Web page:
|Publication number||US4364967 A|
|Application number||US 06/196,321|
|Publication date||Dec 21, 1982|
|Filing date||Oct 14, 1980|
|Priority date||Oct 14, 1980|
|Publication number||06196321, 196321, US 4364967 A, US 4364967A, US-A-4364967, US4364967 A, US4364967A|
|Inventors||David J. Black|
|Original Assignee||James W. Gardner Enterprises, Inc.|
|Export Citation||BiBTeX, EndNote, RefMan|
|Patent Citations (6), Non-Patent Citations (1), Referenced by (28), Classifications (14)|
|External Links: USPTO, USPTO Assignment, Espacenet|
1. Field of the Invention
This invention relates generally to food extenders and their manufacture and more particularly is directed towards a neutral flavored peanut paste that is especially useful as an extender to food products especially chocolate and to the method of manufacturing the paste. The paste also provides means for lowering the viscosity of the chocolate and other food products.
2. Description of the Prior Art
Because of the widespread use and popularity of chocolate for a variety of different candies and bakery products, its cost as well as the price of the end food product have experienced sharp increases in recent years. Despite the long use of chocolate and considerable research into its preparation, there stil exists a number of problems associated with some chocolate products. For example, many chocolate-based candies have a relatively short shelf life. Also, chocolate coated candy products often times will develop a surface bloom which detracts from the consumer appeal of the candy product. Other problems relate to the manufacture of the candy wherein very precise control must be maintained over the temperature of the chocolate which is used to enrobe the candy to prevent over tempering of the candy.
Accordingly, it is an object of the present invention to provide improvements in chocolate-containing food products. Another object of this invention is to provide a low cost, neutral flavored extender for use in chocolate. A further object of this invention is to provide an extender for chocolate adapted to improve the shelf life and other characteristics of the chocolate in order to produce an improved food product. Yet another object of this invention is to provide a novel method for producing a neutral flavored peanut paste for use as a food extender for various food products especially to chocolate.
This invention features the method of making a neutral flavored peanut paste for use especially as an extender for chocolate, comprising the steps of first pressing out a substantial portion of the natural oil of blanched peanuts. The pressed, partially defatted peanuts, are then reconstituted to their original size and shape by roasting the nuts in a first oil bath at a relatively high temperature and then draining and transferring them to a second oil bath at a lower temperature which quenches the nuts in a high stability oil. The nuts are then milled into a paste followed by a second optional milling step at which time certain selected flavorings may be added. From the milling stage the paste is degassed to remove entrained oxygen. Finally, the degassed paste is passed through a heat exchanger for cooling to a predetermined temperature and packaged.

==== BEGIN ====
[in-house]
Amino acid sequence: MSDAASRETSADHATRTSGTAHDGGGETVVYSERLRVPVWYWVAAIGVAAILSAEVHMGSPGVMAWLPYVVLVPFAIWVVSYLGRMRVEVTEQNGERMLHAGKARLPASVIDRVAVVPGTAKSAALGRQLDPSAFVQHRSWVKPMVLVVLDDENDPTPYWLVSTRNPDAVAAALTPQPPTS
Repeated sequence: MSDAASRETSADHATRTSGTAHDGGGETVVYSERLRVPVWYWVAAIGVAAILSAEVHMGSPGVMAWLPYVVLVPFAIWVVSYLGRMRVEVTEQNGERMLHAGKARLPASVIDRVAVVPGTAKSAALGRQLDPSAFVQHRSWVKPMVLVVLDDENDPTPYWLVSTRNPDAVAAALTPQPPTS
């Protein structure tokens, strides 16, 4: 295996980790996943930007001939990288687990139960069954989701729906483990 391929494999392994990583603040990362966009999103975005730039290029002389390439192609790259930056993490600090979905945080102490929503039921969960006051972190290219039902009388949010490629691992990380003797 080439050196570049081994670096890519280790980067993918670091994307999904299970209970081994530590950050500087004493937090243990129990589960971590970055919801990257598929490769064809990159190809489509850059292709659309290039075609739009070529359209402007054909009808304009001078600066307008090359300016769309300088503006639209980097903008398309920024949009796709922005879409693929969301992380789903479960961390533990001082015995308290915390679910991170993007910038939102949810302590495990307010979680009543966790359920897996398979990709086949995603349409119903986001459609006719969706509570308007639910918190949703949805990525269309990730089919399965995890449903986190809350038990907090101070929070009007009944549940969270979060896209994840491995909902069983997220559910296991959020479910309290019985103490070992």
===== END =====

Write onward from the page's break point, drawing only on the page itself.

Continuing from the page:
In U.S. Pat. Nos. 2,003,415 and 3,294,549 there are disclosed processes for reducing the calorie content of nuts by pressing the nuts under high pressure, typically by the use of a hydraulic press, so as to separate a substantial portion of the nut oil from the whole nut without breaking the nut at the same time. The nut meats may then be reconstituted to more or less their original size and shape primarily by applying steam to the nuts or by immersing them in water. The methods disclosed in these patents are capable or removing up to 80% or so of the natural oil from the nuts and the resulting low calorie nut is a desirable item as a dietetic food product. However, nuts processed according to the foregoing displayed a somewhat poor shelf life as well as certain undesirable characteristics such as flavor, texture and mouth feel. In U.S. Pat. No. 3,645,752 there is disclosed a method for improving the shelf life of the nuts as well as enhancing other characteristics by reconstituting the nut in a two step process in which the nuts are roasted in one oil bath at relatively high temperature and quenched in a second oil bath of lower temperature and of a high stability oil.
In accordance with the present invention, an improved method is provided for producing a neutral flavored peanut paste characterized by a long shelf life and especially useful as an extender to chocolate. The process involves first blanching the peanuts and then subjecting the blanched peanuts having about 3 to 8 wt % moisture to a pressing operation, typically in a hydraulic press, to remove 20 to 90 wt % of the oil contained therein without splitting the nuts by physically distorting the nuts. The blanched, pressed nuts are then simultaneously reconstituted and roasted in a first bath by immersing the nuts in oil, preferably a high stability oil, for a period of three to four minutes. The roasting temperature of the oil preferably is in the range of 275° to 350° F. If it is desired to introduce and retain a roasted flavor in the nuts, the temperature of the first oil bath should be in the range of 330° to 350° F. On the other hand, if it is desired that the end product not have the characteristic roasting flavor, then the bath temperature at this stage should be between 275° to 350° F. During the oil roasting step the nuts will be reconstituted back substantially to their original shape and size.